Marked increase shown in adult ADHD drug treatment
■ Some view the trend as indicating greater awareness of ADHD in this age group, but others also see the need for more long-term efficacy data.
By Victoria Stagg Elliott — Posted Oct. 10, 2005
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Oren Mason, MD, a family physician in Grand Rapids, Mich., had always struggled to focus and to get things done. But it was only when his son was diagnosed five years ago with attention-deficit/hyperactivity disorder that he had an "ah-ha" moment.
"[My son] was hyperactive, and it was rather obvious," he said. "I couldn't remember what the kids needed, and I had a problem with complicated paperwork. My wife said let's get this checked out, and I was diagnosed as having the inattentive form [of ADHD]." As a result, Dr. Mason, whose practice now focuses on care for those with this disorder, is among the growing ranks of adults who are being diagnosed with a condition long associated with children.
Medco Health Solutions Inc., a Franklin Lakes, N.J.-based pharmaceutical benefit manager with 2.4 million members, released in September a detailed analysis of prescriptions for drugs to treat ADHD. Among the report's findings was a significant uptick in those for children. However, this increase was far outpaced by the growth in prescriptions for adults.
"This analysis clearly shows that ADHD is no longer just about children," said Robert Epstein, MD, Medco's chief medical officer.
The data were not published in a scientific journal, and the company did not delve into why these numbers are increasing. Most experts believe, though, that this trend can be accounted for by the Food and Drug Administration's approval of and the resulting direct-to-consumer advertising campaigns for several drugs to treat adult ADHD. These factors in turn translated into a new level of awareness among those older than 18 who may have the condition, which many experts believe has a significant genetic component.
"For 100 years, the focus of ADHD was on children and was more a matter of problems in the classroom," said Lloyd Darlow, MD, a family physician in Ithaca, N.Y., who has a special interest in the disorder. "Over the last few years some of the focus has started to shift. There's much more awareness, and some of the stigma has been removed."
Some of the adult prescriptions may also be accounted for by the reality that as children grow up they continue to need medication. Most experts believe, though, that many adults, like Dr. Mason, may be diagnosed for the first time long after childhood and often in response to their children's experience.
"We work the kid up in the office, and the parent says, 'that sounds like me.' " said Dr. Darlow.
This scenario may be particularly true for adult women who, according to the Medco data, are receiving ADHD drug prescriptions at a faster rate than that for adult men. Experts say this may be because young girls are more likely to have the inattentive form which is less likely to be detected in childhood.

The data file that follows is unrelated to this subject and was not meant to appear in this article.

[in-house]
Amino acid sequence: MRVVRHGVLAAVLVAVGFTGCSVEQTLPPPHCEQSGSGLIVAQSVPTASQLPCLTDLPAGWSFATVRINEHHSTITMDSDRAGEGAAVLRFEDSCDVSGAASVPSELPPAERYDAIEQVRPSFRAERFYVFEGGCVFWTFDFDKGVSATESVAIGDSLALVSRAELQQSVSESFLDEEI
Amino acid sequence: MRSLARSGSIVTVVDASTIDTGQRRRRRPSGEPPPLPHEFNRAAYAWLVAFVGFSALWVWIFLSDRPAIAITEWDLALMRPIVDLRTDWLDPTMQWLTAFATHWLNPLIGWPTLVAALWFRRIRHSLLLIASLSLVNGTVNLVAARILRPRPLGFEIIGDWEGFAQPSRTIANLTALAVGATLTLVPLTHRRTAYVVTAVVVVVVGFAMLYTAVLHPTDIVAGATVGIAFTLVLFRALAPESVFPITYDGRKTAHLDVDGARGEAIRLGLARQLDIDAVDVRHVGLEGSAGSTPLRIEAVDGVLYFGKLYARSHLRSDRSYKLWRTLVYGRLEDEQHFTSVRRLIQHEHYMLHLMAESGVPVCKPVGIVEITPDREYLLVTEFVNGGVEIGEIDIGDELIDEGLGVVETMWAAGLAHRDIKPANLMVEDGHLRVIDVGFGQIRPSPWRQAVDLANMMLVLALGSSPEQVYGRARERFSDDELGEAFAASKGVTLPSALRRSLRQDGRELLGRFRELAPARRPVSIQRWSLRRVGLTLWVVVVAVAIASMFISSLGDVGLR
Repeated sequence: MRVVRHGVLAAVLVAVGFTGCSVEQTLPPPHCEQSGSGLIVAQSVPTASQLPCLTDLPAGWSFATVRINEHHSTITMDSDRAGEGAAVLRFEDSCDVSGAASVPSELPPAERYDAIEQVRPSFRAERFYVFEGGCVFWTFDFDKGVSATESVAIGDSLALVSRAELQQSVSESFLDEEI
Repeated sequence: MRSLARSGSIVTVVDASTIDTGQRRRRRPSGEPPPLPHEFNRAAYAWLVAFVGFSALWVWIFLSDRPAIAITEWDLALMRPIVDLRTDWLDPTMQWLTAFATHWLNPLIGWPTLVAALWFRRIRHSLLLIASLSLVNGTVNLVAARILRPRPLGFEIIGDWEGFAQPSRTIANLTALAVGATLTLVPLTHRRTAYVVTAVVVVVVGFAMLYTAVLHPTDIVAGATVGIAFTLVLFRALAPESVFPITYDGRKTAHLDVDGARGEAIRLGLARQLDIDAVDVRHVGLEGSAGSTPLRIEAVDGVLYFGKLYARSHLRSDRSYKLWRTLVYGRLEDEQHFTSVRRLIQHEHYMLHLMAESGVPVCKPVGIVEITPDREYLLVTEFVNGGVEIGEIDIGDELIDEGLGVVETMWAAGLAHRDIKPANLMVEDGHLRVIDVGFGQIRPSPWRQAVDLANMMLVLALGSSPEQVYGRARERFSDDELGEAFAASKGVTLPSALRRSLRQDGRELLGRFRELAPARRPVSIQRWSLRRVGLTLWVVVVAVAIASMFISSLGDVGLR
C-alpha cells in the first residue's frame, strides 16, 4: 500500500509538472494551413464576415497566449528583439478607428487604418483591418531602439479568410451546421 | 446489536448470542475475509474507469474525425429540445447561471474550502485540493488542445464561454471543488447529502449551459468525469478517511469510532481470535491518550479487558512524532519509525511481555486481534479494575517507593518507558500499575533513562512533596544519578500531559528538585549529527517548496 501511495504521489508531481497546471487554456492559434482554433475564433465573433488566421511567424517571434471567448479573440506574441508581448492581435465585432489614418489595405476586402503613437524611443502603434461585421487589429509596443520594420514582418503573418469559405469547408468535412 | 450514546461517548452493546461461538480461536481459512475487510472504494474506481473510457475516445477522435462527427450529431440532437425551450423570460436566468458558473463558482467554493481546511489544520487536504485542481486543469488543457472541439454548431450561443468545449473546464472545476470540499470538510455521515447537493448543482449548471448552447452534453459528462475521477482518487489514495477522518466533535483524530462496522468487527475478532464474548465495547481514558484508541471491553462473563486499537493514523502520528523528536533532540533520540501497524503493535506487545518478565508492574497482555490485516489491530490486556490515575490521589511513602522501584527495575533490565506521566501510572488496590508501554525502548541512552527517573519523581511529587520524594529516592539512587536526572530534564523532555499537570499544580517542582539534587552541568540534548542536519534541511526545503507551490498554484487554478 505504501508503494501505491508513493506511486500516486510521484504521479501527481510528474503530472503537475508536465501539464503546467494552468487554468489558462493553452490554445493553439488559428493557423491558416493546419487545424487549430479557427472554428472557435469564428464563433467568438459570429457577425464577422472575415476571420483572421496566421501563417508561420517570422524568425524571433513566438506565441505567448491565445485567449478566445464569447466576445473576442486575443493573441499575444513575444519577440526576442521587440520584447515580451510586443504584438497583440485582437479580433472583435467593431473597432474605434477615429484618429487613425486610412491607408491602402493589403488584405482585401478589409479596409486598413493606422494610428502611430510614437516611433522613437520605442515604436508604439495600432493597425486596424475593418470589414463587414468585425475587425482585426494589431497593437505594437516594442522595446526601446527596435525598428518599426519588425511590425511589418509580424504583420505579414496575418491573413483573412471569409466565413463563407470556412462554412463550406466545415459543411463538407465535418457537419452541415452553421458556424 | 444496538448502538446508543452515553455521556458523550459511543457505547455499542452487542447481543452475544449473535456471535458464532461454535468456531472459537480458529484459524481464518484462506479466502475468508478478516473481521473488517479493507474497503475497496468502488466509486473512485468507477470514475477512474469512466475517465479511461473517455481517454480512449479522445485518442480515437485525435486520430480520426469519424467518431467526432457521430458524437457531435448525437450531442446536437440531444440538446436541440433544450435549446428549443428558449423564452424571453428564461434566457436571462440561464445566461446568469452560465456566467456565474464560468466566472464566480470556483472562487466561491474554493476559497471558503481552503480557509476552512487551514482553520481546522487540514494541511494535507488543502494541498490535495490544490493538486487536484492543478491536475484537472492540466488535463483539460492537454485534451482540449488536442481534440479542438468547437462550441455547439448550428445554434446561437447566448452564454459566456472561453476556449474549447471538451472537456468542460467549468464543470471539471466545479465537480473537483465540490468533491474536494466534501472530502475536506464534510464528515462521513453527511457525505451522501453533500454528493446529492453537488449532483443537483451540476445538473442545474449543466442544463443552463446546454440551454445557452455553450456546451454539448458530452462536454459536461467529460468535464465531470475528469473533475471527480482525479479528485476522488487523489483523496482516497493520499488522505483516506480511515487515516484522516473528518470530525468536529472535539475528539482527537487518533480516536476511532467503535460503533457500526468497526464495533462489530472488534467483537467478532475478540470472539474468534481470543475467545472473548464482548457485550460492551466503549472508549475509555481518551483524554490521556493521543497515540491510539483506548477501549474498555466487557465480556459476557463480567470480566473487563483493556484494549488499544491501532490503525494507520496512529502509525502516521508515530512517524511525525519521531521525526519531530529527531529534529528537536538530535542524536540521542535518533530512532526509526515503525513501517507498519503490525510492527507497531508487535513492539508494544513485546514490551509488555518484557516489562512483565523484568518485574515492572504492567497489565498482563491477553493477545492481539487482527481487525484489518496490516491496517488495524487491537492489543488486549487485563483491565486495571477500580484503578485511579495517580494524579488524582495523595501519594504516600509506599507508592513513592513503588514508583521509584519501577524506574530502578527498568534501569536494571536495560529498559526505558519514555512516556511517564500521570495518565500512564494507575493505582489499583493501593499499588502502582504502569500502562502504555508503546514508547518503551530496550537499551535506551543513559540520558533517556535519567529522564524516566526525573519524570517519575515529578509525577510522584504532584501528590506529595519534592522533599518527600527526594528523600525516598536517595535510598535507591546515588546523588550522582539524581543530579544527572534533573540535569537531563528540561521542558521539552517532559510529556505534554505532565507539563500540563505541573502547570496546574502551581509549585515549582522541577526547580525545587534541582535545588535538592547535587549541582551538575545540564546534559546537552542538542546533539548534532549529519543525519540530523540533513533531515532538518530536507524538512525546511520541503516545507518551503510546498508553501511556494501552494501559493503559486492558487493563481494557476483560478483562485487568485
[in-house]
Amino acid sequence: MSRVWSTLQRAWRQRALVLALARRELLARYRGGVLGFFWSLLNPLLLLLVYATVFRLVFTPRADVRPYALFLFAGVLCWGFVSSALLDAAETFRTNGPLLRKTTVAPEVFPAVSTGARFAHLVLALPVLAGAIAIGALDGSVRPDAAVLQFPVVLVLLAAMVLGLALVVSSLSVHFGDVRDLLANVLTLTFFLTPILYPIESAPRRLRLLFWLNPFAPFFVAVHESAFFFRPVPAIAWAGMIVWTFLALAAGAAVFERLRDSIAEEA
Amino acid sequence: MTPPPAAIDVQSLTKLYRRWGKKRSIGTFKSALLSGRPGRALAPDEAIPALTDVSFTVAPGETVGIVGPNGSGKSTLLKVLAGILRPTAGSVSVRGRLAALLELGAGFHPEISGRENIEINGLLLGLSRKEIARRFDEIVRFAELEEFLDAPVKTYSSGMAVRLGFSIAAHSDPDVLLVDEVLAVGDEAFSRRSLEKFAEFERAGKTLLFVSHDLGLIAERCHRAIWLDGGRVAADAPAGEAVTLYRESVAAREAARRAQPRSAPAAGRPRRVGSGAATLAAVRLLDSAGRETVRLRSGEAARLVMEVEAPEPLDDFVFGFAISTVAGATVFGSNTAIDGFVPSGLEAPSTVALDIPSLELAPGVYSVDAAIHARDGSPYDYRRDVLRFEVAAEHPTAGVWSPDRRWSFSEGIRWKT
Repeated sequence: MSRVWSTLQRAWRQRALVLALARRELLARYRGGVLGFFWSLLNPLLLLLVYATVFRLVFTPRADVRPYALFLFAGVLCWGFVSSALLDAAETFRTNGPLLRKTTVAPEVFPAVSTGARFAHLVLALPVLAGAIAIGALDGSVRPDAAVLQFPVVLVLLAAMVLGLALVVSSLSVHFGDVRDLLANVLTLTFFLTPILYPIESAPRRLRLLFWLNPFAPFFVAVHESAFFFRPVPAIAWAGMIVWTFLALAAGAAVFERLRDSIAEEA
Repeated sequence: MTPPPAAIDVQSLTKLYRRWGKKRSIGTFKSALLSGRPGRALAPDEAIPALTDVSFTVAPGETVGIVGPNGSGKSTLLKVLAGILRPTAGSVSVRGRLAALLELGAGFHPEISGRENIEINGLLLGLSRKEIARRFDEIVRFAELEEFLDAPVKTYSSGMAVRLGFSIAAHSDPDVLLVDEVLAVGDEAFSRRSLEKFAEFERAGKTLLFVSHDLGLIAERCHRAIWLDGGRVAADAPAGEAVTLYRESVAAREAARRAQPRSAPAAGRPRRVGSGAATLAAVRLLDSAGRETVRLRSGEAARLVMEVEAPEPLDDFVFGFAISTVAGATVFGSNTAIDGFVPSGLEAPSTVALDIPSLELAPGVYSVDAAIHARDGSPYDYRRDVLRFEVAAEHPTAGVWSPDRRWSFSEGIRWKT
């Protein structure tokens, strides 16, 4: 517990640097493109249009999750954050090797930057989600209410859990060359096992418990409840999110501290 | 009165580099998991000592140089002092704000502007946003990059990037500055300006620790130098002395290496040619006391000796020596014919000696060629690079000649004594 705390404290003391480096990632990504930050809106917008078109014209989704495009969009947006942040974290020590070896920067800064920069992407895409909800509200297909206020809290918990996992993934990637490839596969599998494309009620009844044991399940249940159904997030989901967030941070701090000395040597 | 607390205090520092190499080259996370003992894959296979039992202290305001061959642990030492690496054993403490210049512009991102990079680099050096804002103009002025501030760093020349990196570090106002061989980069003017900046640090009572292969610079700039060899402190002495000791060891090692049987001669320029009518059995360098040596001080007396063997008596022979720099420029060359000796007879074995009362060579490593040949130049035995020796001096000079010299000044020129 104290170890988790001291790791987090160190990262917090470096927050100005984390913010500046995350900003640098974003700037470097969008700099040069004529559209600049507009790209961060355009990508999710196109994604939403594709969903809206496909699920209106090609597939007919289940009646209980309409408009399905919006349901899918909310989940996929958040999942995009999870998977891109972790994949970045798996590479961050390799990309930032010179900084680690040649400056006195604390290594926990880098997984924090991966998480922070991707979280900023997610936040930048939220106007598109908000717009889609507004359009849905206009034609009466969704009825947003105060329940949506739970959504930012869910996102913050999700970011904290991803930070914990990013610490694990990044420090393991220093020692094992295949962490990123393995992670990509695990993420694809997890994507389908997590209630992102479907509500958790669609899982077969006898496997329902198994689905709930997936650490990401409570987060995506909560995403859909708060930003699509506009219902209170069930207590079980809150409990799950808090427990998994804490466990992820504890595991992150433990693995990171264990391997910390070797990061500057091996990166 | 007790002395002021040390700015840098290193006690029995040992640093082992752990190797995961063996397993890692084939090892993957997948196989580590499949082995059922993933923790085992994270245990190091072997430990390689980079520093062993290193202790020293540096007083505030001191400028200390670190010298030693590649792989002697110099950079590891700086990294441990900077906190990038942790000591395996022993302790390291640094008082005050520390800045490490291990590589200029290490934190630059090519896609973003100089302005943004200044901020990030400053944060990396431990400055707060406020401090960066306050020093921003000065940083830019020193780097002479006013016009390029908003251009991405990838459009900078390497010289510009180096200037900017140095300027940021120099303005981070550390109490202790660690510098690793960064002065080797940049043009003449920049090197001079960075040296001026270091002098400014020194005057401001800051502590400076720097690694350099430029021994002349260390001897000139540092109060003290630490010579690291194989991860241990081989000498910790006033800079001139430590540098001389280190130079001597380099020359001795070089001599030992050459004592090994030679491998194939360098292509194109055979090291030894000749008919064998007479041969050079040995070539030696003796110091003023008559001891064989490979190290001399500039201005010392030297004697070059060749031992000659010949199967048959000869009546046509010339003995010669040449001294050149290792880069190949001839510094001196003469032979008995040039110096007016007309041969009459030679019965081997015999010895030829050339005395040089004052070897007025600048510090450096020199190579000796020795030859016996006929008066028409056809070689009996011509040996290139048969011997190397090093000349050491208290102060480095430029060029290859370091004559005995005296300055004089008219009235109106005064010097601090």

"Girls don't exhibit as much of the same behavior as boys -- such as disrupting the class," said Lon Castle, MD, director of medical policy and programs at Medco. "They may be thought of as just not very bright when they may have an attention deficit."
Whatever the reason, experts in adult ADHD praised the phenomenon because it indicates that more people may be getting help.
"I am encouraged to see the numbers of adults with ADHD taking advantage of available treatments and hope the number continues to increase," said Dr. Mason.
But some experts expressed concern that the numbers were still not high enough. The Medco data indicate that about 1% of adults are being treated for ADHD, although many suspect the prevalence to be more than 4%.
"It's not surprising that prescriptions for adults have increased," said Lenard Adler, MD, director the Adult ADHD program at New York University School of Medicine.
"But there's still much more undertreatment than overtreatment, and the consequences are significant. [These patients] are more likely to be divorced or unemployed and to abuse substances. It's a real public health issue," Dr. Adler said.
Drug efficacy and abuse concerns
The number of prescriptions for both children and adults, though, is also drawing some red flags.
Last month, the Drug Effectiveness Review Project at the Oregon Evidence-based Practice Center in Portland released its report on ADHD medications finding that data comparing the efficacy of one drug to another were lacking as was evidence demonstrating that these drugs improved quality of life.
"We're not disputing that the drugs work and should be used, but it's surprising to see how little evidence there is that helps physicians determine if there are any differences between these drugs," said John Santa, MD, MPH, the project's medical director. "We need better research."
In addition, critics urged caution because of fears that these patients or those around them could have addiction or abuse issues.
"It may represent an individual good, but in the end the societal costs may be too high," said Lawrence H. Diller, MD, author of Running on Ritalin and a behavioral and developmental pediatrician in Walnut Creek, Calif., who has treated both adults and children with these drugs. "Tolerance is a real phenomenon in the teenage years and adults. A great deal is being diverted."